02 June 2005

Daily Ireland

Loyalists say Dorrian suspect "in Scotland"

by Ciaran Barnes c.barnes@dailyireland.com

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One of the suspects in the Lisa Dorrian murder case has fled to Scotland, loyalist sources claimed yesterday.
Reports of the Belfast man's flit across the Irish Sea came on the same day it was revealed that Progressive Unionist Party leader David Ervine had met the Dorrian family to offer the relatives information about the shop assistant's death.
The Ulster Volunteer Force and Red Hand Commando paramilitary groups, to which the PUP is linked, are said to be investigating Ms Dorrian's disappearance.
The suspect who has reportedly fled to Scotland has strong links to the Red Hand Commando in north Belfast.
Another one of those believed to have been involved in Ms Dorrian's death, a Loyalist Volunteer Force drug dealer from east Belfast, has claimed he was abroad at the time of the 25-year-old's disappearance.
The UVF has alleged that the man is a police informer. He has not yet been questioned and is reported to have told friends he has airline tickets to prove he was out of the country at the time.
Detectives have questioned three people so far in the hunt for Ms Dorrian's killers. All three have been released without charge.
One of those questioned is a teenager who was with Ms Dorrian minutes before she disappeared.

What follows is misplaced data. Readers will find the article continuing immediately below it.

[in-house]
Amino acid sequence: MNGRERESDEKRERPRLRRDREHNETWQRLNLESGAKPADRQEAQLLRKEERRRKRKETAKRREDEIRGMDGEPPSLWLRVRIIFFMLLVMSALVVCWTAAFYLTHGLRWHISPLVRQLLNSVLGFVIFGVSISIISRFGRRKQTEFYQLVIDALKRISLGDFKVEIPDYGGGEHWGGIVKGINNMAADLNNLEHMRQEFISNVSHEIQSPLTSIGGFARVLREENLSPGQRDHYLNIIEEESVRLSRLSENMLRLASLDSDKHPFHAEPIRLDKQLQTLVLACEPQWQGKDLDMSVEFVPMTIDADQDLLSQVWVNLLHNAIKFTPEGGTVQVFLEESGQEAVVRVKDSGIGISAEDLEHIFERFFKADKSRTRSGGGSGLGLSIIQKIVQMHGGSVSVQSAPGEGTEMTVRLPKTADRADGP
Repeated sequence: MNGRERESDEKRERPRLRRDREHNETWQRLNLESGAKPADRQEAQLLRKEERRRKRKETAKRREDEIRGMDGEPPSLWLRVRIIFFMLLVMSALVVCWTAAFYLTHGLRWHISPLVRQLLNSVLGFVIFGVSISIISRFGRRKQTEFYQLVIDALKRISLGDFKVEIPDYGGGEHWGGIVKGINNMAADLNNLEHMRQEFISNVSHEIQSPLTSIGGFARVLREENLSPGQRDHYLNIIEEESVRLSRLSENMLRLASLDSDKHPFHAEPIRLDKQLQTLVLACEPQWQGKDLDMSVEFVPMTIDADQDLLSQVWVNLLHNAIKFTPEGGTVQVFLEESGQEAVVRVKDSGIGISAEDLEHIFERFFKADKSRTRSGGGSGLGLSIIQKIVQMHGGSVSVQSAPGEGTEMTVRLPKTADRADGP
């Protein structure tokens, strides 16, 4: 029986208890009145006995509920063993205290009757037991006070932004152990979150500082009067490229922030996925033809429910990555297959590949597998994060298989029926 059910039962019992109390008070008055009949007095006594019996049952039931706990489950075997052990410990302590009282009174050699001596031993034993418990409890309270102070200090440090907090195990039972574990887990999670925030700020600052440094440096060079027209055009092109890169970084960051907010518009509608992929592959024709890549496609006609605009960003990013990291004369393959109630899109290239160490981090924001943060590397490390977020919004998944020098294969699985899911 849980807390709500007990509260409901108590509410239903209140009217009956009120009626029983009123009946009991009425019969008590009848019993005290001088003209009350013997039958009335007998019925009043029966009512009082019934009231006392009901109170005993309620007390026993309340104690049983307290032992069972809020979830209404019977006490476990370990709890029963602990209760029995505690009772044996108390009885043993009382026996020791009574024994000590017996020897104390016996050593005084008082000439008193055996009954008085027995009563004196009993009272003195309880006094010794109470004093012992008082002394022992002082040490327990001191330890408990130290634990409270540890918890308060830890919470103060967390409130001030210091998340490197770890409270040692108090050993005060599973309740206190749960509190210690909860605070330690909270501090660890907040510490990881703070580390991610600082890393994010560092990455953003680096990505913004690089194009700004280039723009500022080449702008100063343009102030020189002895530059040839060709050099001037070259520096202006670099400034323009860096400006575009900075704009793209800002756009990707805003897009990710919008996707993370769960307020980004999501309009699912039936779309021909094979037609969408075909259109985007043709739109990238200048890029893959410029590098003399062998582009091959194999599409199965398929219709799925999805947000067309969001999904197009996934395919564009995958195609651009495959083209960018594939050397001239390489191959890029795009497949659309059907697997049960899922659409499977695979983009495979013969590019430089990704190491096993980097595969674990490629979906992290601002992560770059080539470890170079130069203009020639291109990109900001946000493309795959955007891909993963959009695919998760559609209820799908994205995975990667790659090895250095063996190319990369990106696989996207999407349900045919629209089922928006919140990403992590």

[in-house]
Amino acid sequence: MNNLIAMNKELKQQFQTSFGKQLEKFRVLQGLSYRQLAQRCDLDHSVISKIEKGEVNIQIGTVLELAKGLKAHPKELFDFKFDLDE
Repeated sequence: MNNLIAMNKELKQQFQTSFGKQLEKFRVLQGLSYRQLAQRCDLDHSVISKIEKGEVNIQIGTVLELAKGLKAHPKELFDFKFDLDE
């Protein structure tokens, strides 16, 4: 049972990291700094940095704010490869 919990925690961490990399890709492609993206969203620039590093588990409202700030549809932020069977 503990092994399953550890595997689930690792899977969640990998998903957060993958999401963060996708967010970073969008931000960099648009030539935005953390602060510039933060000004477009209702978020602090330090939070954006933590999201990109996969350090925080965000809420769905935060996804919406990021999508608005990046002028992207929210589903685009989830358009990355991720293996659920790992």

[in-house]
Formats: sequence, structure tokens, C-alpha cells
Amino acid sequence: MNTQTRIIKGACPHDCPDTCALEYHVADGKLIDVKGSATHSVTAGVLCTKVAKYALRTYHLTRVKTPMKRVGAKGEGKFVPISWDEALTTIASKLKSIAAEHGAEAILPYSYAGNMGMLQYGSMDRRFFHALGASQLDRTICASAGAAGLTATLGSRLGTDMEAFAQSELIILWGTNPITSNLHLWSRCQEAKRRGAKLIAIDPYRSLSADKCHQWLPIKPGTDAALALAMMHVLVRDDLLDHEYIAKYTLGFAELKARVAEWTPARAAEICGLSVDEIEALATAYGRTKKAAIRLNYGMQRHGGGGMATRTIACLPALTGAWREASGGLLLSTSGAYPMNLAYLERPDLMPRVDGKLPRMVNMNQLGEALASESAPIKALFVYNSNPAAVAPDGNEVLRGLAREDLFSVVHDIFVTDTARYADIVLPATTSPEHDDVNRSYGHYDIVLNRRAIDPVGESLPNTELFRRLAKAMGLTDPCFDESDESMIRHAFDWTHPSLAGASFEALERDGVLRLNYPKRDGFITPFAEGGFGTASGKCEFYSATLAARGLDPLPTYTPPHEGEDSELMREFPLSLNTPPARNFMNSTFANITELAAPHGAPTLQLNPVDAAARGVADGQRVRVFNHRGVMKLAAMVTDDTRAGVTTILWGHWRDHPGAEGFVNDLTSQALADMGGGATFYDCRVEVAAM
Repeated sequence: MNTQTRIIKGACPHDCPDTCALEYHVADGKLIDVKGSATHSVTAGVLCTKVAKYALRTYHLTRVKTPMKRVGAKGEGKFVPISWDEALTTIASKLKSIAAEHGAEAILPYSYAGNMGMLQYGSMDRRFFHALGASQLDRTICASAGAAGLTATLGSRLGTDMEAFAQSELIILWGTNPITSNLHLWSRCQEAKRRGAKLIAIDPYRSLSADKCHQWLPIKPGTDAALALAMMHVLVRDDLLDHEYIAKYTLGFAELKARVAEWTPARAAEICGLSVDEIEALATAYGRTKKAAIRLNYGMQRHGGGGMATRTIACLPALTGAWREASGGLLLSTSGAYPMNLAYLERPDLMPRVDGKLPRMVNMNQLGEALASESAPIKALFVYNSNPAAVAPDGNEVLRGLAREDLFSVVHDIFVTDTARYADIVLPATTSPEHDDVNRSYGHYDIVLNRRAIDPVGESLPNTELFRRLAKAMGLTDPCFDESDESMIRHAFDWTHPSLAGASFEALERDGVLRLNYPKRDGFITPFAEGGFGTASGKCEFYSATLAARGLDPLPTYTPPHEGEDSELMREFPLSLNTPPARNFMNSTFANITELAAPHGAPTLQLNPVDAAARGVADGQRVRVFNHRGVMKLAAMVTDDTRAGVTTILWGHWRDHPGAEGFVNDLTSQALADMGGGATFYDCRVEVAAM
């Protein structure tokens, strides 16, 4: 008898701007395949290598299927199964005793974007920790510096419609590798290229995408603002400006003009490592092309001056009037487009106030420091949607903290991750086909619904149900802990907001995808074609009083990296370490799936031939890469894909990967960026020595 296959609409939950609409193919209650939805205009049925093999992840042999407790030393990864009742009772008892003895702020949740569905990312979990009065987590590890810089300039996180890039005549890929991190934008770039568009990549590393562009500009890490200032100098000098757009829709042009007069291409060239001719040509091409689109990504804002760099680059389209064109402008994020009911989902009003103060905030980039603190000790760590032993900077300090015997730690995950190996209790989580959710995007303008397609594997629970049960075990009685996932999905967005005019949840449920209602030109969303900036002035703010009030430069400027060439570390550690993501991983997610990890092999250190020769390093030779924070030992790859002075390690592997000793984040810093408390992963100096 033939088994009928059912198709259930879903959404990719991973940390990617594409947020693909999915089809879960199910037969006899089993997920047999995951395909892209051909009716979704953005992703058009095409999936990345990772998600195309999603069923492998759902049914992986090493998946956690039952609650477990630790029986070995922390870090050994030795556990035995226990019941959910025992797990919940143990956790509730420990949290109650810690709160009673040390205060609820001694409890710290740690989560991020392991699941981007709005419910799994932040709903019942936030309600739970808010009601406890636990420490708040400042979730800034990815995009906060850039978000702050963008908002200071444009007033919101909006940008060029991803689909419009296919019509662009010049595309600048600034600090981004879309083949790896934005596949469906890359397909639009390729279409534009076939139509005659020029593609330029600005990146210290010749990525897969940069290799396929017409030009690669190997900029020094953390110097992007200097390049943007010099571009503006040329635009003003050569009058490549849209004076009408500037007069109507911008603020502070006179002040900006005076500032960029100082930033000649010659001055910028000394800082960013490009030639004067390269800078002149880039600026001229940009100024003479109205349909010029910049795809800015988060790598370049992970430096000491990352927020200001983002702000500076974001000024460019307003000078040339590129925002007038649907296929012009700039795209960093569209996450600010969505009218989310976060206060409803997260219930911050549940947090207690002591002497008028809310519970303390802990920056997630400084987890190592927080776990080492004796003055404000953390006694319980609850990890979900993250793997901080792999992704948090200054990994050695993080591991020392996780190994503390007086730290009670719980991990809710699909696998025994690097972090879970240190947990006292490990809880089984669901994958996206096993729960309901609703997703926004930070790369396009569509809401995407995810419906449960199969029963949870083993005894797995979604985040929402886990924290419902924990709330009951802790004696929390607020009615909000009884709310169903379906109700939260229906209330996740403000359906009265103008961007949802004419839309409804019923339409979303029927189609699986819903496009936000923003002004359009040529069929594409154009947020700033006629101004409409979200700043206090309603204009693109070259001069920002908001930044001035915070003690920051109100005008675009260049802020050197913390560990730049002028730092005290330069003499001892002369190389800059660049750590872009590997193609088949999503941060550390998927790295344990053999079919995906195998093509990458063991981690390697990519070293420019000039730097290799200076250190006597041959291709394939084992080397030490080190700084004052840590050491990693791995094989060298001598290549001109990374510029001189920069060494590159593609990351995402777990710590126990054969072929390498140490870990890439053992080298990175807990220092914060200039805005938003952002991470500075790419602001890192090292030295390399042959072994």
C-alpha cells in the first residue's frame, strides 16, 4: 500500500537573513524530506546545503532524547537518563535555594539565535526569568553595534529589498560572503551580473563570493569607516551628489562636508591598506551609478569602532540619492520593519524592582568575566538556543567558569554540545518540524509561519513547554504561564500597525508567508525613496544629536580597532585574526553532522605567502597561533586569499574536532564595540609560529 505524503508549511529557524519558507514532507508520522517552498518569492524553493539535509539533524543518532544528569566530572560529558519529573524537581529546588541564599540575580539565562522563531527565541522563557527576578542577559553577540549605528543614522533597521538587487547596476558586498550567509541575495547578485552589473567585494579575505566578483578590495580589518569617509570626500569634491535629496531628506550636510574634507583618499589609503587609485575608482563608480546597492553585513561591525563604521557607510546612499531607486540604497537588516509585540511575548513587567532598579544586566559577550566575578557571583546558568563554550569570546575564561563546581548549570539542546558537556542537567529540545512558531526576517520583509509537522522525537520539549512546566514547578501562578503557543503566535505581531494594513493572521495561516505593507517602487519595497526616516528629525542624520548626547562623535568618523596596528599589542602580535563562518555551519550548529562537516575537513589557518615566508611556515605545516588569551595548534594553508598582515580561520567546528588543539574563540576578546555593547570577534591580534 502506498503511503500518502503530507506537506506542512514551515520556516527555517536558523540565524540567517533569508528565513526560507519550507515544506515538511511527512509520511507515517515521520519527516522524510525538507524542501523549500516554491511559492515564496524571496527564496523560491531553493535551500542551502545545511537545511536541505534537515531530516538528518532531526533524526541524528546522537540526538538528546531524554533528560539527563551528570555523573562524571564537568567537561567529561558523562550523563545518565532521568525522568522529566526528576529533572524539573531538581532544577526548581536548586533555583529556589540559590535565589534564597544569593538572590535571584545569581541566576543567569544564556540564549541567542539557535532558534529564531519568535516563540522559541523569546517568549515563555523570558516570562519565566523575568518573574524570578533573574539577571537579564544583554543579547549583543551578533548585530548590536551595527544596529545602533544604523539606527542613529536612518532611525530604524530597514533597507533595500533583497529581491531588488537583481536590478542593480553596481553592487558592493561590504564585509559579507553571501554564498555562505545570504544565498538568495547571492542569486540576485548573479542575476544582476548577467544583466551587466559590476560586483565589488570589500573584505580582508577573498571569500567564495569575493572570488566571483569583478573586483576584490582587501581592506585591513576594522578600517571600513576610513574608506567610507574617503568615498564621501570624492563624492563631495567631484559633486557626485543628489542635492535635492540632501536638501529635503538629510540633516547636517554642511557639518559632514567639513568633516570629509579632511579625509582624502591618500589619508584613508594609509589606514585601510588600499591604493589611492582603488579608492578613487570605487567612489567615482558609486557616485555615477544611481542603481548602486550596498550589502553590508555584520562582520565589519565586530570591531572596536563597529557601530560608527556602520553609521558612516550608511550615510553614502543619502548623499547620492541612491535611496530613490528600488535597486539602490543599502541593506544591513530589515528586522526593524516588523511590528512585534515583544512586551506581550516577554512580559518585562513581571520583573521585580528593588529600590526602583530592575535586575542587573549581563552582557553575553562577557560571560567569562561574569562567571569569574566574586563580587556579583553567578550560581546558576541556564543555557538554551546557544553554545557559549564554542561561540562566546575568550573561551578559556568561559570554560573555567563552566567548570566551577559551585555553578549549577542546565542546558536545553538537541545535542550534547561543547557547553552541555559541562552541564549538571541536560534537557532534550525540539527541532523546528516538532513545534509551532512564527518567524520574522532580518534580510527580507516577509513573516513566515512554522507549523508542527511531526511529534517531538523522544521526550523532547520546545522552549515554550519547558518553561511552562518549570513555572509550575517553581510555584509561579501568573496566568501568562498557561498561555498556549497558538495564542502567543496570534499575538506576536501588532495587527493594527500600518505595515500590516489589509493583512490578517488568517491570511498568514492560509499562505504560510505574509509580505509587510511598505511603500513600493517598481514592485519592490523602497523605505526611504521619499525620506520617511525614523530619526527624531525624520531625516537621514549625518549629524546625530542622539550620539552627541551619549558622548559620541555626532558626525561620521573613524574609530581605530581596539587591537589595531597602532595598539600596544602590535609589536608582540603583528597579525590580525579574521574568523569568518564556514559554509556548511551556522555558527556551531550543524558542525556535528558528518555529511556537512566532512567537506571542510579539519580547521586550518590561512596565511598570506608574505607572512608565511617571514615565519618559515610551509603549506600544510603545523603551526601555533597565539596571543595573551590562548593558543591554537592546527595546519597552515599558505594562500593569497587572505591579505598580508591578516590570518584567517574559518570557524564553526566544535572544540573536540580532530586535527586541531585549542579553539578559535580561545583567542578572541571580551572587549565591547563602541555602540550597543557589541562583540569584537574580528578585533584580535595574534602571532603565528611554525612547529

The PSNI has said it believes that Ms Dorrian was murdered over a loyalist drug debt.
In a BBC documentary detailing the days leading up to Ms Dorrian's death, her family admitted she had a drug problem.
The family appealed yesterday for information that could lead to the return of her body.
The shop assistant's uncle, Terry Dorrian, said the family would meet anyone who could help them find his niece's body.
He said that, in his meetings with the PUP leader, David Ervine had stressed that his involvement in trying to help the family was humanitarian and that he had no political agenda.
Mr Dorrian said it was important for the wider community that his niece's body be recovered.
"People should hope and pray that this is the last time a young girl's life is taken for no reason," he added.
Mr Ervine told Daily Ireland that he would meet with the Dorrians again if he had any fresh information.
Earlier this month, Mr Ervine said he feared that loyalists might take the law into their own hands unless the police caught Lisa Dorrian's killers.
The family is offering a reward of £10,000 (14,800 Euro) for information leading to the recovery of Lisa's body, but there has been no progress so far.

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